Friday, March 30, 2007

Forgotten Inspiration: T-Rex

T-Rex singer/guitarist/songwriter Marc Bolan.

Forgotten Inspiration: T-Rex

By: Jonathan Zuckerman

Posted: 3/29/07

Chances are, most of you reading this have no idea who T-Rex are. Some of you might know their only U.S. hit, "Bang a Gong (Get it On)," but you still probably didn't know who sang it. But if you were living in the United Kingdom in the 70s you weren't able to avoid them. In 1972 after the release of two extremely successful albums, Electric Warrior and The Slider, T-Rex achieved Beatle-like popularity in their home country. The phenomenon became known as "T-Rextacy." The Beatles may have minded their throne being usurped had they not been fans themselves. Ringo Starr even directed the T-Rex concert film, "Born to Boogie" (which is so bad you must see it), and released it on Apple Productions.

T-Rex was not so much a band as it was a man and his backing band. The man was Marc Bolan who sang, played guitar and wrote all the songs. Originally, the band was called Tyrannosaurus Rex and it consisted of only Bolan and a percussionist. Tyrannosaurus Rex was an acoustic act that played strange folk songs. By the time they became T-Rex, they were a full-blown, five-piece electric rock band. This band turned out to be one of the most influential of its time.

T-Rex were so important because of the time in which they came out. The Beatles had broken up, Jimi Hendrix was trying to make music that you could see, and the hippie thing was basically over. The people needed someone to admire. Forget that, they needed someone to worship. They needed someone to make them dance and feel good. Marc Bolan was more than up to the task. T-Rex's music appealed to people's most primitive senses. You didn't need your brain to listen to them, and isn't that what rock 'n' roll is all about? The riffs were simple, the beats were basic and the lyrics never seemed to say very much. All that mattered was that it was a whole lot of fun. It's amazing they never got big in the U.S. I guess Americans were all too busy listening to Styx.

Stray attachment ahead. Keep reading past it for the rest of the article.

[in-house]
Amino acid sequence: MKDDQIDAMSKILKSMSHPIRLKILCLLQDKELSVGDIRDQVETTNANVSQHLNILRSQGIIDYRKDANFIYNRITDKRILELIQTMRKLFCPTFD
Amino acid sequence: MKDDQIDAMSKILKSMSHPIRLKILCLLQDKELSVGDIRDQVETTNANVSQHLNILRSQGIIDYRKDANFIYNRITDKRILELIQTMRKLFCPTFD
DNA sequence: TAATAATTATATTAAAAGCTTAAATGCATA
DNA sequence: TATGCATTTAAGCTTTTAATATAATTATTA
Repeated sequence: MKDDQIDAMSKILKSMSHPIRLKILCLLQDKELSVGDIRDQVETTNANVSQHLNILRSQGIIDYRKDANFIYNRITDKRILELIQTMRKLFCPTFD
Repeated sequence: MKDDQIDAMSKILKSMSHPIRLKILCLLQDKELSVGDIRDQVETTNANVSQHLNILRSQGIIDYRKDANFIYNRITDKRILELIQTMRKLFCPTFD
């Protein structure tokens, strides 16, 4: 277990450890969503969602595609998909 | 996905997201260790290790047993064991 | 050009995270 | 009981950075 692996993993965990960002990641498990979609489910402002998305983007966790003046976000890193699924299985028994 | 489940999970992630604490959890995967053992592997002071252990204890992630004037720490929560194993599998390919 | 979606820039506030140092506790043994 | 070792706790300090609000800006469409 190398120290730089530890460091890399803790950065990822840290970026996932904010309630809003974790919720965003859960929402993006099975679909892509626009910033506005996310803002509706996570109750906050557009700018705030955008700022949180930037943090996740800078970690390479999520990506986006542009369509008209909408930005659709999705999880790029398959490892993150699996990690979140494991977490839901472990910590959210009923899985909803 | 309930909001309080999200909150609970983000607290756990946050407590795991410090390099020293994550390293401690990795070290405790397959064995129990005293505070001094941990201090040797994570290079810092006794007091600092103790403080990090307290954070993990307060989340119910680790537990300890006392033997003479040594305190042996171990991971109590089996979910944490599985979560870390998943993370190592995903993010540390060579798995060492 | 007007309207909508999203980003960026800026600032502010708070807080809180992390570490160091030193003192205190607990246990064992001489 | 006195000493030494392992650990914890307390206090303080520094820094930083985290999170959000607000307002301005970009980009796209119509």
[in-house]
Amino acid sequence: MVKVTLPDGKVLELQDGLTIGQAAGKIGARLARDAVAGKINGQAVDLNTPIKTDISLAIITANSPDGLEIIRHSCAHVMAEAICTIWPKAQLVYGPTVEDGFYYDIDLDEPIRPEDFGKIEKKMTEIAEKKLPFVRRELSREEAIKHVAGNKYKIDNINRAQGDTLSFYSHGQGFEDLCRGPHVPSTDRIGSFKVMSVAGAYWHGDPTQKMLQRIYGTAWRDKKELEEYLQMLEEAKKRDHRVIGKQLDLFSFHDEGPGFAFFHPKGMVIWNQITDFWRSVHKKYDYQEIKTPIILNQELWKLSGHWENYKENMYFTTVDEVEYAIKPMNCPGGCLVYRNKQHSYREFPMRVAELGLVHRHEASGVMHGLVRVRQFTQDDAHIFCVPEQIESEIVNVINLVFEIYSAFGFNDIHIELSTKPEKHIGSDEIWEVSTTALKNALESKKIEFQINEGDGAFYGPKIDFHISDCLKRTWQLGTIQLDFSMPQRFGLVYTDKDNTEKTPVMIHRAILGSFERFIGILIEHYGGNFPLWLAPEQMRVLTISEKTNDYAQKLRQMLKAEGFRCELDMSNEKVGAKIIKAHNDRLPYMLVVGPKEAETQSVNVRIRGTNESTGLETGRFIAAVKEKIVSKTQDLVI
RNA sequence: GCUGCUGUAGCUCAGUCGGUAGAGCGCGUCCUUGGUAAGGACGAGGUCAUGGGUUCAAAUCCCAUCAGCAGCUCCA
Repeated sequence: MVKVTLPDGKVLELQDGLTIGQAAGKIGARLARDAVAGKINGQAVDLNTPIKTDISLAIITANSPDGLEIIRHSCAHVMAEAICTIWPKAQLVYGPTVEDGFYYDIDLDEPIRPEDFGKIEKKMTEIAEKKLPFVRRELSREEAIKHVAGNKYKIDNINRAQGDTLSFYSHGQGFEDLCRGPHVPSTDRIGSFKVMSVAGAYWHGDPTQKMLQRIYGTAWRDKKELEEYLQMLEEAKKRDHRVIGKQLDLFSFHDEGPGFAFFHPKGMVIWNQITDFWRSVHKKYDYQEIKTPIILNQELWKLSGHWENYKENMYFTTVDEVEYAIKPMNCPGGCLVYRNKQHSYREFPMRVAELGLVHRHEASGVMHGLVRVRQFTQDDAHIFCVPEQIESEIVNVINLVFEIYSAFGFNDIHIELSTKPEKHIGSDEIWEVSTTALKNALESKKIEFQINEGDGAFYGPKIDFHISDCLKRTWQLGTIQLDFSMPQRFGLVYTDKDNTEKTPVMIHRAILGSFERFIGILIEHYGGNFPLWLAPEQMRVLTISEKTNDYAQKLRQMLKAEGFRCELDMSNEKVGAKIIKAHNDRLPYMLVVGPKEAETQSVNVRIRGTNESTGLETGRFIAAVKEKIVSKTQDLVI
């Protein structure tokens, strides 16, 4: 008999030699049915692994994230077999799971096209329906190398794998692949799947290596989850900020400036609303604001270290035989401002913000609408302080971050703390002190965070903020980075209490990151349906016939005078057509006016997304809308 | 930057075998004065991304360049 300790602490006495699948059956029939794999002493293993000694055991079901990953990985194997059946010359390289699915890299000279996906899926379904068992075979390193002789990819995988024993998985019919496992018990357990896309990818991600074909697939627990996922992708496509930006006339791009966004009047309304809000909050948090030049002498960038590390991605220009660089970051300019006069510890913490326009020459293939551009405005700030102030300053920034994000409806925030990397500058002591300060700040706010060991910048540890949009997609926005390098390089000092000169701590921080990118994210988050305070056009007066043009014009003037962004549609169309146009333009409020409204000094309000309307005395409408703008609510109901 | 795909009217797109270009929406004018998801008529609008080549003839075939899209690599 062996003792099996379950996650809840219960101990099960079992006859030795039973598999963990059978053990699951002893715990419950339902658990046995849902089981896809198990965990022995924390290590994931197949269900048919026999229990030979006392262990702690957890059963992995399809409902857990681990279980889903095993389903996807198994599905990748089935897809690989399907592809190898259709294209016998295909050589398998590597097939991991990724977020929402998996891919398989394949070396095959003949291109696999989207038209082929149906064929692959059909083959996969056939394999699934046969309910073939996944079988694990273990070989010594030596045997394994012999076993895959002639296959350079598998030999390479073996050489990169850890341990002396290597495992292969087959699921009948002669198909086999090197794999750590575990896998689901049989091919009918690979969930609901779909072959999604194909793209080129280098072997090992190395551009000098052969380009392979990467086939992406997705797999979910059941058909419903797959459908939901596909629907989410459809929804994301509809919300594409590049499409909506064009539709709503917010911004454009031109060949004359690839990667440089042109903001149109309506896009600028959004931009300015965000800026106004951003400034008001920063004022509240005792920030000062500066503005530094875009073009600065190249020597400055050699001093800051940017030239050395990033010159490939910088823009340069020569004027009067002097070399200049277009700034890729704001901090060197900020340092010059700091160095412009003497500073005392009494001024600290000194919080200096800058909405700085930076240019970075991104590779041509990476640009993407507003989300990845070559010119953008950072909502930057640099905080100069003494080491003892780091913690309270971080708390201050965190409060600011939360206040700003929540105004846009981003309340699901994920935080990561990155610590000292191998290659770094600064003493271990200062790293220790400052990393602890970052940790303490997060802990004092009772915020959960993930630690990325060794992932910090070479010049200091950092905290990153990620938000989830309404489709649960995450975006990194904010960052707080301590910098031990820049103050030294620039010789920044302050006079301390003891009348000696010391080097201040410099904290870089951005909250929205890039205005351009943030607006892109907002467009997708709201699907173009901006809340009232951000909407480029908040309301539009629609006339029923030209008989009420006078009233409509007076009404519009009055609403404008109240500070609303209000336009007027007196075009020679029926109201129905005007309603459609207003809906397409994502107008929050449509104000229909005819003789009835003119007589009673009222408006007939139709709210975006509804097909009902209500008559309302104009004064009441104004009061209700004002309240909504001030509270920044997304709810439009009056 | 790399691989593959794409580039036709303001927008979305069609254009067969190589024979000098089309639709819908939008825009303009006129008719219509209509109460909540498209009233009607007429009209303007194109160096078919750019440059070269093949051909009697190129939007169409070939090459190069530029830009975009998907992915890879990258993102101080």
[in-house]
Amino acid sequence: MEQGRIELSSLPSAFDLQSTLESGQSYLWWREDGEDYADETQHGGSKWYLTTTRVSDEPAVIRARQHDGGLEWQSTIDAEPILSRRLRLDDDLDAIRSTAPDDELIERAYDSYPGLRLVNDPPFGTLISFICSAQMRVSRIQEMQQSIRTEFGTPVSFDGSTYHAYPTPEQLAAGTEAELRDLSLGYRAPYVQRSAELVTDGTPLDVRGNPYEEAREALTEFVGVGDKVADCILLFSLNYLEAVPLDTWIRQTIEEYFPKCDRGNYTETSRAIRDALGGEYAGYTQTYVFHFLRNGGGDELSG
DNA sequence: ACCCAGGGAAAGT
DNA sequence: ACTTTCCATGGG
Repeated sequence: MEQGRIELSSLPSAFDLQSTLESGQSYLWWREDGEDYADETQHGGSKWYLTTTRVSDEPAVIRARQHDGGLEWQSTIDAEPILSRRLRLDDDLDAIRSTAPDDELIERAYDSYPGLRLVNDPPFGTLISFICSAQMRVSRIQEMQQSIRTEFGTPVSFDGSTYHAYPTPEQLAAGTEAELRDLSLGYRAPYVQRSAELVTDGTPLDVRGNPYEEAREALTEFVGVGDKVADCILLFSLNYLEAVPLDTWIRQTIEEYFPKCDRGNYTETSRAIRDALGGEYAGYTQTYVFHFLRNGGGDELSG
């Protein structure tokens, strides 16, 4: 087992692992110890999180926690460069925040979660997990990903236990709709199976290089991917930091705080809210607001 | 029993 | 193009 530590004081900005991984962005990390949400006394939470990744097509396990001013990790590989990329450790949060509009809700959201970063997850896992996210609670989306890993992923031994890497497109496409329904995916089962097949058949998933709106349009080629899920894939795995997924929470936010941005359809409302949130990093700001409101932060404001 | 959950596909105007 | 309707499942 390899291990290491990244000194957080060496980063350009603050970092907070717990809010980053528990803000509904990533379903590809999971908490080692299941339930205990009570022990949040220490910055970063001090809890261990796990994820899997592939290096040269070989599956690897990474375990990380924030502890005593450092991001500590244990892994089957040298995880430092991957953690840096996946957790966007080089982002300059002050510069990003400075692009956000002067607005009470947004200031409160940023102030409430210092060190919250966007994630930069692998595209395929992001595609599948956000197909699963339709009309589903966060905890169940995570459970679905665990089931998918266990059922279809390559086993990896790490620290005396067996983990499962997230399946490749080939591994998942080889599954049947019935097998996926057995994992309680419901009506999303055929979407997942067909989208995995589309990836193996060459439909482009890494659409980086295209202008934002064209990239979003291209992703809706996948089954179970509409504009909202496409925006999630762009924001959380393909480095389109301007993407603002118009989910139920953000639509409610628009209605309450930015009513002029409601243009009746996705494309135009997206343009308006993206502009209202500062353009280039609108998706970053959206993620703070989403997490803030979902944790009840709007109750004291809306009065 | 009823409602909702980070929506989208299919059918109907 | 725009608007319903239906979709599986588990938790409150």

While T-Rex helped transition the scene away from folk rock, they also helped pave the way for the punk rock scene that was just around the corner. Bolan was interested in stripping music to its core and just rocking hard. This was something that a lot of young people appreciated. He didn't need to add anything that was unnecessary. He kept the extra percussionist in, but that added to the heavy rhythm. When Bolan was given his own TV show in 1977, he used to feature the up-and-coming punk bands that he knew were keeping pure rock alive. The only major difference between T-Rex and the music that chronologically surrounded them was that both the hippies and the punks had some kind of social commentary. T-Rex's message was one word: Boogie.

T-Rex are perhaps most notable for starting the scene known as glam rock (the good David Bowie/New York Dolls one, not the Poison/ Motley Crue one). Bolan was a very flashy dresser and was very much about being eye-catching. The turning point, however, was when Bolan appeared on television with glitter on his face. Glam was about looking good and having a good time, and Bolan accomplished both. He reveled in his rock-star status and made it cool to be an icon again. T-Rex may not be a household name but the history of rock would be very different and much less glamorous without them.
© Copyright 2007 Knight News

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